It was the first day of winter. Snow and new frost covered the earth and dusted the trees that sparkled like crushed diamonds. Across the land's surface a black river cut through with several twists and turns but no end in sight. Occasionally it would grow still and ice would envelop its waters during this cold season. However this time the river ran smooth and free of solid obstructions save for a small boat. Down the center where the current was strong and firm it sat drifting. Seated up at the prow she was waiting for the journey that would be taken by the river.
The hour was just before dawn when she had gotten in the boat. Normally her eyes would be itching to close themselves and her head would droop onto her shoulder. However, she was sitting up straight and taking in every minute detail. The air was empty and so cold it seemed to shiver. Every time she inhaled the thin tissues inside her nose would contract in a painful way. She pulled the wool scarf up higher across her face for better protection. The material was scratchy and not the ideal sort of comfort compared to silk but it was very warm. Hot moist breath seeped into her nose allowing the sensitive skin to loosen up.
The boat dipped slightly in the slow moving current. No oar or sail was needed to guide the tiny craft, because the river that carried it was alive. A gradual rise and fall of the river was a sign many people would overlook because of its subtlety. She noticed it only because the waters were so calm and still.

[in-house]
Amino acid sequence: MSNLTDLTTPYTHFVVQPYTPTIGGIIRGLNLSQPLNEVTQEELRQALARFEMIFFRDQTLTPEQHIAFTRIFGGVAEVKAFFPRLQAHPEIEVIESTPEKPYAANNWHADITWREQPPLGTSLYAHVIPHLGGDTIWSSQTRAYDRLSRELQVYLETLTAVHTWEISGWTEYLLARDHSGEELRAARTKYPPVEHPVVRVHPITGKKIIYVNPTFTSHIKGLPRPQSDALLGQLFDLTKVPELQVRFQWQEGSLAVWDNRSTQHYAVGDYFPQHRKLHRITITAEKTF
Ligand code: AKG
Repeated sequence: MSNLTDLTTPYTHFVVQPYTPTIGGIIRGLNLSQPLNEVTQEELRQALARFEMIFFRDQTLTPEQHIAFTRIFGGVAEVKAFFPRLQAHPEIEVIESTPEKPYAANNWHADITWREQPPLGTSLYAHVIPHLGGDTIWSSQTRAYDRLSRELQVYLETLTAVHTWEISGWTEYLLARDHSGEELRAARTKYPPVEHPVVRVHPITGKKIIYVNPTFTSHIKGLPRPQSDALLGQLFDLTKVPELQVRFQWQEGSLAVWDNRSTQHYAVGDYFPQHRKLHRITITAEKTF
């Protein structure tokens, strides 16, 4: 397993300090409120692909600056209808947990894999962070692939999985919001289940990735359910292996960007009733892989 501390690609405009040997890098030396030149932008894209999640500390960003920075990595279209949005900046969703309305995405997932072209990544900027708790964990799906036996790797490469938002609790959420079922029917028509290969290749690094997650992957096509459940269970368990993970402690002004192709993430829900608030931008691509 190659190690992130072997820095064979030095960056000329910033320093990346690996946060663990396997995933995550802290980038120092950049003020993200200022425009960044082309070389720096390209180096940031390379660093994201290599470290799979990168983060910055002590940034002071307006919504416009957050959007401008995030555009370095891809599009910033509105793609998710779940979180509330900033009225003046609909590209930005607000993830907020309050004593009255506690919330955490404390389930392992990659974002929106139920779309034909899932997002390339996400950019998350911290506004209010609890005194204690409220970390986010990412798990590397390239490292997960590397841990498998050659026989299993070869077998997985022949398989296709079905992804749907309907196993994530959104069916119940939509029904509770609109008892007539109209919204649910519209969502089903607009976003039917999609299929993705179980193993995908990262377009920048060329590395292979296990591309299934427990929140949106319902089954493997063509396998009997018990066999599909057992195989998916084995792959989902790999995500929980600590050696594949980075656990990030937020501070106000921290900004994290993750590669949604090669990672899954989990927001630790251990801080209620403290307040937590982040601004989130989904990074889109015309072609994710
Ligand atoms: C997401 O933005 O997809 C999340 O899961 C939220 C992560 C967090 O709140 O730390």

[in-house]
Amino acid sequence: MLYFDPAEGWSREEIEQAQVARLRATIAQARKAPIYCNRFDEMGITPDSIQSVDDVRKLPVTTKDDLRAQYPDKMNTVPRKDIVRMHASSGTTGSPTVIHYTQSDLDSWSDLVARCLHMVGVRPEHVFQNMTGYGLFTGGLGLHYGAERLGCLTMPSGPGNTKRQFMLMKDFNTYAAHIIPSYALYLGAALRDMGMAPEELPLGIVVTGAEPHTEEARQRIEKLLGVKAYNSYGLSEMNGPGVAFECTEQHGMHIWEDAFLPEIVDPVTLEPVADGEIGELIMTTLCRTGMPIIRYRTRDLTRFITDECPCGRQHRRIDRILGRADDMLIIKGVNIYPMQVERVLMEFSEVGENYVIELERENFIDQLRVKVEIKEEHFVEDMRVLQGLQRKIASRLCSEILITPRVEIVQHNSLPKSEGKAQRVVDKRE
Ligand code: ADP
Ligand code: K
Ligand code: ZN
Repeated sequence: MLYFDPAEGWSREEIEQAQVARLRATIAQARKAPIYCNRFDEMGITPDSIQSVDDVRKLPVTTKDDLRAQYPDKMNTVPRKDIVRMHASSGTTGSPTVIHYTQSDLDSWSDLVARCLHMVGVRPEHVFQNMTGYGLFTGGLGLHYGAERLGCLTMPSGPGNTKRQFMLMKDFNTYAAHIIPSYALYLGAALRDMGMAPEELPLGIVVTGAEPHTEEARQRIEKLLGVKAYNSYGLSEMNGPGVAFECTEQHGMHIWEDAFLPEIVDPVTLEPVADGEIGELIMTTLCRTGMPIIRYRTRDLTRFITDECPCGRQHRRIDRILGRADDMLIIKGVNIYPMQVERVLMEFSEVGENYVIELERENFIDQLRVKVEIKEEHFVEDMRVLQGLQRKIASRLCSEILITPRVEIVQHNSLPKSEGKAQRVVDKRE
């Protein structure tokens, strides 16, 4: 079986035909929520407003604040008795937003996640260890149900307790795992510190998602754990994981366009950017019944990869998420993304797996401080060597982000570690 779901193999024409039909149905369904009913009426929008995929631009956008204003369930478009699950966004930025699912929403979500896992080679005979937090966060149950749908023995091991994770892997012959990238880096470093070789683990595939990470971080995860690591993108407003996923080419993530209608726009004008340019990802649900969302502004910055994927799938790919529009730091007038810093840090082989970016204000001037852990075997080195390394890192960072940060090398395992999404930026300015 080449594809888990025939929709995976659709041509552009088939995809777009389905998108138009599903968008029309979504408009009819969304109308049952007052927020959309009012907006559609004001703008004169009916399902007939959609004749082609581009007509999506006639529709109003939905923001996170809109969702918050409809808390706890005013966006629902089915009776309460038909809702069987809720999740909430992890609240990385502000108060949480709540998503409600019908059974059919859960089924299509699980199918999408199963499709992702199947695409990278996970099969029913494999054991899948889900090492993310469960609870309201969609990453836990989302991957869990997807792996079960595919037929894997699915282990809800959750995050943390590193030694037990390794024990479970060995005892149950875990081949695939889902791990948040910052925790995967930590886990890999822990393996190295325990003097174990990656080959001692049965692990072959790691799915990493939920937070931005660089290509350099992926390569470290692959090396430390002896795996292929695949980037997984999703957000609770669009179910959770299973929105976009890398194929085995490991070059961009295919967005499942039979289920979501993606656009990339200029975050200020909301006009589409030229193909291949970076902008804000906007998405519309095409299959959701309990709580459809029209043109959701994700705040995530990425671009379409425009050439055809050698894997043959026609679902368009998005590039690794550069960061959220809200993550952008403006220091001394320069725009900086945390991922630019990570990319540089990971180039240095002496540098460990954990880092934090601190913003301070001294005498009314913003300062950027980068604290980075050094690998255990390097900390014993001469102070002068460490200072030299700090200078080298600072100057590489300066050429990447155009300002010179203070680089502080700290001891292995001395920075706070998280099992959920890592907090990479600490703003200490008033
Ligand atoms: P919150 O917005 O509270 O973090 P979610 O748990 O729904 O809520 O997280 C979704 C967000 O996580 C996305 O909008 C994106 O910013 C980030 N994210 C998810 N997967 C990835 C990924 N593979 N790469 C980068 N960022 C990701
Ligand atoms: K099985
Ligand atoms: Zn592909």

She spared a moment to glance down at the oar lying by her feet. There came times when such a tool was necessary. Like life the river can become difficult to ride. She prayed and hoped that when the time came, the river would take kindly to the use of an oar reworking the boat's journey. The single oar could do so little when fighting against the current. Stories had been told of people who decided to take matters into their own hands by attempting to redirect the river's course. The results were always the same: submission or death.
But as of now the river was steady and firm with her boat. She allowed it to carry her down its course, wherever that may be. The waters were dark and cold as ice to the touch. The sight was ominous knowing that by a single stroke of fate, the river could tip her over and swallow her up.
Not wanting to think about what that would be like she raised her eyes up to the heavens. The stars were beginning to surrender their light and fade as the sky changed colors. Black trees that were bare of their leaves blocked the horizon in every direction. From between the skeleton-like branches, a faint warm pinkish glow appeared. The sun was now beginning to make its ascent for a new day. Soon its rays would encompass the earth's surface and hopefully give her some warmth.